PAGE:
I am writing in regard to your May 2001 article "Powers of persuasion," which highlighted the efforts of four hospital chief medical officers in reducing errors and improving outcomes (page 22).
Notably, the article's focus was the pragmatic challenge each faced in getting physician support for efforts to adopt guidelines and tools that address the issues of inappropriate variability and patient safety.
Theirs is a monumental challenge. John Eisenberg, M.D., head of the Agency for Healthcare Research and Quality, says it best: "There is sufficient evidence to suggest that most clinicians' practices do not reflect the principles of evidence-based medicine but rather are based on tradition, their most recent experience, what they learned years ago in medical school, or what they heard from their friends. The average physician is said to read scientific journals approximately two hours per week, and most are likely overwhelmed by the volume of material confronting them."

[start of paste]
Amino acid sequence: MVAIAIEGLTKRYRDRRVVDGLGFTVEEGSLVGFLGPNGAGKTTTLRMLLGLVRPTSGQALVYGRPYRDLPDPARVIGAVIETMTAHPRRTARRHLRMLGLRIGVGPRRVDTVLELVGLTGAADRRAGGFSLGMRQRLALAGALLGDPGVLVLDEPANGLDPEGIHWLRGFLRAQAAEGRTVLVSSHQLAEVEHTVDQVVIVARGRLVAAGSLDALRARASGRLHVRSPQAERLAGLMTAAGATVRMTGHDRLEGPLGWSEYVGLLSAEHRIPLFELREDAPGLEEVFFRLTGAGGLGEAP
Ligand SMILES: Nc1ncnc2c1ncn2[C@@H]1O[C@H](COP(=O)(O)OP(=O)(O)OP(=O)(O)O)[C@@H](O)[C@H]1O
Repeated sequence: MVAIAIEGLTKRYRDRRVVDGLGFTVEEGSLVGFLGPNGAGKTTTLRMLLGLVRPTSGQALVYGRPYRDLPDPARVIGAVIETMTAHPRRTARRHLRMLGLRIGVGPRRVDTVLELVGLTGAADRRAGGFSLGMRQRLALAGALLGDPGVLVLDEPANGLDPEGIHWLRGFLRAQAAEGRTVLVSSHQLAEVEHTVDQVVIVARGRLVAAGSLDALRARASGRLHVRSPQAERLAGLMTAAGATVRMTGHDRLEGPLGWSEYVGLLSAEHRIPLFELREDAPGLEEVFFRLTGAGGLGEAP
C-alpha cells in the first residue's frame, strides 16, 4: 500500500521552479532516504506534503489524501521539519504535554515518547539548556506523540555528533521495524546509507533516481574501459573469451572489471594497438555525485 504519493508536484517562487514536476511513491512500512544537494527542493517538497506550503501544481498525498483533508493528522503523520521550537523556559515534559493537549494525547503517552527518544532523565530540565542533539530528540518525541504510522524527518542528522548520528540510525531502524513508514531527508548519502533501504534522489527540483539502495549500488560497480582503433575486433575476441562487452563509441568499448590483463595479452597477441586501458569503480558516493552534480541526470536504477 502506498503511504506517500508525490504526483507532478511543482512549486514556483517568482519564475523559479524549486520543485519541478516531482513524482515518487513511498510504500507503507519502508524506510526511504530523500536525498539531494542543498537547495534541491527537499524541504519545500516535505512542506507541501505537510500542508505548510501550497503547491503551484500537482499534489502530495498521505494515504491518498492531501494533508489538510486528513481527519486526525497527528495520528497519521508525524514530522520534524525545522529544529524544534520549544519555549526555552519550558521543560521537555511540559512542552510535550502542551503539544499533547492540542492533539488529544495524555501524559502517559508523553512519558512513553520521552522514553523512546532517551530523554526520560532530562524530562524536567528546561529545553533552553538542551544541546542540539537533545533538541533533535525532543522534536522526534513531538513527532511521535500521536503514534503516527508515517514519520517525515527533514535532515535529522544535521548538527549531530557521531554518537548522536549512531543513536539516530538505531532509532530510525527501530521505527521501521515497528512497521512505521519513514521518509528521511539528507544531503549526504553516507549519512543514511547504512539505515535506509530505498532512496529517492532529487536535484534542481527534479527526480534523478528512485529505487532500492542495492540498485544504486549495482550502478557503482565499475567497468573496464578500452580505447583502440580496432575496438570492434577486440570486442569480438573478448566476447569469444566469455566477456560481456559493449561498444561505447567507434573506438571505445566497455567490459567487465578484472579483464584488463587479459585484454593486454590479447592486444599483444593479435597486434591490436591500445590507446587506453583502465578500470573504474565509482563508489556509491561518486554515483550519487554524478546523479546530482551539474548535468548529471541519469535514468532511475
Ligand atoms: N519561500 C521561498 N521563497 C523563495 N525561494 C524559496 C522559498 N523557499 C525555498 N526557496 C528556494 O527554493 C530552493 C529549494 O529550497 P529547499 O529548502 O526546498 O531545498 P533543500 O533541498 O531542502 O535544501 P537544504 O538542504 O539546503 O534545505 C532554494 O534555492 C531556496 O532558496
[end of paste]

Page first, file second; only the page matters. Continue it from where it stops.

In the IOM report "Crossing the Quality Chasm," eight of the 14 recommendations point to the need for providers and payers to adopt evidence-based medicine as a basis for guideline development. That's the appropriate and logical starting point for every hospital CMO.
Powers of persuasion lacking scientific support fall on deaf ears among physicians whose skepticism about "cookbook medicine" is understandable and whose professionalism argues for dependence on their opinion only. Until and unless guidelines based on evidence-based medicine are implemented by hospital CMOs as the centerpiece of efforts to improve outcomes, reduce patient errors and reduce inappropriate variability in practice patterns, these challenges will continue.
Evidence-based medicine is the starting point for guideline development. Powers of persuasion alone are limited, lacking scientific support for "what works best and why."
President and CEO